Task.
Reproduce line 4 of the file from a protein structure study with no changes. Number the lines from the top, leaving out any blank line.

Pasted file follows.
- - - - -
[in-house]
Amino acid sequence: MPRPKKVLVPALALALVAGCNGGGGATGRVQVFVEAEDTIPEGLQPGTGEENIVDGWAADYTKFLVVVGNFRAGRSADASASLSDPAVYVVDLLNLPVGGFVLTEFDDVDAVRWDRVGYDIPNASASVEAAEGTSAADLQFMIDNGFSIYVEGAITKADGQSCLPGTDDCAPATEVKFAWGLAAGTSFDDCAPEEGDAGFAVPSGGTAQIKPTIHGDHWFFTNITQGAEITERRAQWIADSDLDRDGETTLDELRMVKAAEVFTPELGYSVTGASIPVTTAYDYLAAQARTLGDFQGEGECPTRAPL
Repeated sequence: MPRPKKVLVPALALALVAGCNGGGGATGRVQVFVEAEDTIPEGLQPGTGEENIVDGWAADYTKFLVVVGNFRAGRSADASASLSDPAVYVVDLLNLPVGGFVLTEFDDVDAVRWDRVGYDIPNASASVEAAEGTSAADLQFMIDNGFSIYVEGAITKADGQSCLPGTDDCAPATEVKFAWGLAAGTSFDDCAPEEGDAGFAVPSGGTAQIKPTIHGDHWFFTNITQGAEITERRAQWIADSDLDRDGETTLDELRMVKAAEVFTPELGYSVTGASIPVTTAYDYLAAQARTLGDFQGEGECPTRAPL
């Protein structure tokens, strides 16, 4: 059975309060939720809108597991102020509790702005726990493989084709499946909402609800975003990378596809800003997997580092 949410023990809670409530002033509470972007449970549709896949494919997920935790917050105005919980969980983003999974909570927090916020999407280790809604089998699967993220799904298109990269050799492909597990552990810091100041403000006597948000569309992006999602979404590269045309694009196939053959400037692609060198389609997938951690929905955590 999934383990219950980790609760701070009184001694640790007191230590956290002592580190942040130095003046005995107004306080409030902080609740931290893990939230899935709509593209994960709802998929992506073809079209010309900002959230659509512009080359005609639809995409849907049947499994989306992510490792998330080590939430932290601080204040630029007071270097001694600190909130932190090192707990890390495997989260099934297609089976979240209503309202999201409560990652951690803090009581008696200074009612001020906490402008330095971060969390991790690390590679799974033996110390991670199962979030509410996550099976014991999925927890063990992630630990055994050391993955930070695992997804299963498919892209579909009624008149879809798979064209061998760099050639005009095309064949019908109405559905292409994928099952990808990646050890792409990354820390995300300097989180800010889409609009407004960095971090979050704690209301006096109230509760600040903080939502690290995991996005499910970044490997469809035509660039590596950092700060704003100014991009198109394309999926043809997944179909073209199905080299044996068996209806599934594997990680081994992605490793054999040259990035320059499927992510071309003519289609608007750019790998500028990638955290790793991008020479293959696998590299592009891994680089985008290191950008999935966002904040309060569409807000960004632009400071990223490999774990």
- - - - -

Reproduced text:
């Protein structure tokens, strides 16, 4: 059975309060939720809108597991102020509790702005726990493989084709499946909402609800975003990378596809800003997997580092 949410023990809670409530002033509470972007449970549709896949494919997920935790917050105005919980969980983003999974909570927090916020999407280790809604089998699967993220799904298109990269050799492909597990552990810091100041403000006597948000569309992006999602979404590269045309694009196939053959400037692609060198389609997938951690929905955590 999934383990219950980790609760701070009184001694640790007191230590956290002592580190942040130095003046005995107004306080409030902080609740931290893990939230899935709509593209994960709802998929992506073809079209010309900002959230659509512009080359005609639809995409849907049947499994989306992510490792998330080590939430932290601080204040630029007071270097001694600190909130932190090192707990890390495997989260099934297609089976979240209503309202999201409560990652951690803090009581008696200074009612001020906490402008330095971060969390991790690390590679799974033996110390991670199962979030509410996550099976014991999925927890063990992630630990055994050391993955930070695992997804299963498919892209579909009624008149879809798979064209061998760099050639005009095309064949019908109405559905292409994928099952990808990646050890792409990354820390995300300097989180800010889409609009407004960095971090979050704690209301006096109230509760600040903080939502690290995991996005499910970044490997469809035509660039590596950092700060704003100014991009198109394309999926043809997944179909073209199905080299044996068996209806599934594997990680081994992605490793054999040259990035320059499927992510071309003519289609608007750019790998500028990638955290790793991008020479293959696998590299592009891994680089985008290191950008999935966002904040309060569409807000960004632009400071990223490999774990």